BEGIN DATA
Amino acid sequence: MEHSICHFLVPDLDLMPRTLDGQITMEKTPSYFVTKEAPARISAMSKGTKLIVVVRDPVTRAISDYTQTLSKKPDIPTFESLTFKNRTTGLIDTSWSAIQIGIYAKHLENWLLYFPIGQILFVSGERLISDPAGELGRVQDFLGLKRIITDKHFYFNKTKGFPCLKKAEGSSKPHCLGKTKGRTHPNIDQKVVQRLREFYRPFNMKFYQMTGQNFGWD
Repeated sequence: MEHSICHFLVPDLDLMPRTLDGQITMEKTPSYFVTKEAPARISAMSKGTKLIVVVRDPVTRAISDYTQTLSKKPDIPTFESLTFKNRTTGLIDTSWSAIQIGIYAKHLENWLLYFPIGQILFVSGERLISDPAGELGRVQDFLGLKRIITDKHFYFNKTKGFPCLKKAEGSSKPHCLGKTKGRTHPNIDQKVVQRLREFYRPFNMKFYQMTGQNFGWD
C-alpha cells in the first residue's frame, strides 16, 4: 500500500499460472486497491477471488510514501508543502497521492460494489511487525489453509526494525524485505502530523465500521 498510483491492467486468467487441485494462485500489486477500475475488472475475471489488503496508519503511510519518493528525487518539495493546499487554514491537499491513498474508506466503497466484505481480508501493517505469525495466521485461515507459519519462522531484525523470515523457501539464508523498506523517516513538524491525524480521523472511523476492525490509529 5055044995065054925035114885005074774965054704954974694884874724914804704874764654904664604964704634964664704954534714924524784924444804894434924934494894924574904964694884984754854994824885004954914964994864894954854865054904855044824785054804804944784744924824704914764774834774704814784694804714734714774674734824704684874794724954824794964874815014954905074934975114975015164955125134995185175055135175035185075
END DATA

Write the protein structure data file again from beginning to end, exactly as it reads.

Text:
Amino acid sequence: MEHSICHFLVPDLDLMPRTLDGQITMEKTPSYFVTKEAPARISAMSKGTKLIVVVRDPVTRAISDYTQTLSKKPDIPTFESLTFKNRTTGLIDTSWSAIQIGIYAKHLENWLLYFPIGQILFVSGERLISDPAGELGRVQDFLGLKRIITDKHFYFNKTKGFPCLKKAEGSSKPHCLGKTKGRTHPNIDQKVVQRLREFYRPFNMKFYQMTGQNFGWD
Repeated sequence: MEHSICHFLVPDLDLMPRTLDGQITMEKTPSYFVTKEAPARISAMSKGTKLIVVVRDPVTRAISDYTQTLSKKPDIPTFESLTFKNRTTGLIDTSWSAIQIGIYAKHLENWLLYFPIGQILFVSGERLISDPAGELGRVQDFLGLKRIITDKHFYFNKTKGFPCLKKAEGSSKPHCLGKTKGRTHPNIDQKVVQRLREFYRPFNMKFYQMTGQNFGWD
C-alpha cells in the first residue's frame, strides 16, 4: 500500500499460472486497491477471488510514501508543502497521492460494489511487525489453509526494525524485505502530523465500521 498510483491492467486468467487441485494462485500489486477500475475488472475475471489488503496508519503511510519518493528525487518539495493546499487554514491537499491513498474508506466503497466484505481480508501493517505469525495466521485461515507459519519462522531484525523470515523457501539464508523498506523517516513538524491525524480521523472511523476492525490509529 5055044995065054925035114885005074774965054704954974694884874724914804704874764654904664604964704634964664704954534714924524784924444804894434924934494894924574904964694884984754854994824885004954914964994864894954854865054904855044824785054804804944784744924824704914764774834774704814784694804714734714774674734824704684874794724954824794964874815014954905074934975114975015164955125134995185175055135175035185075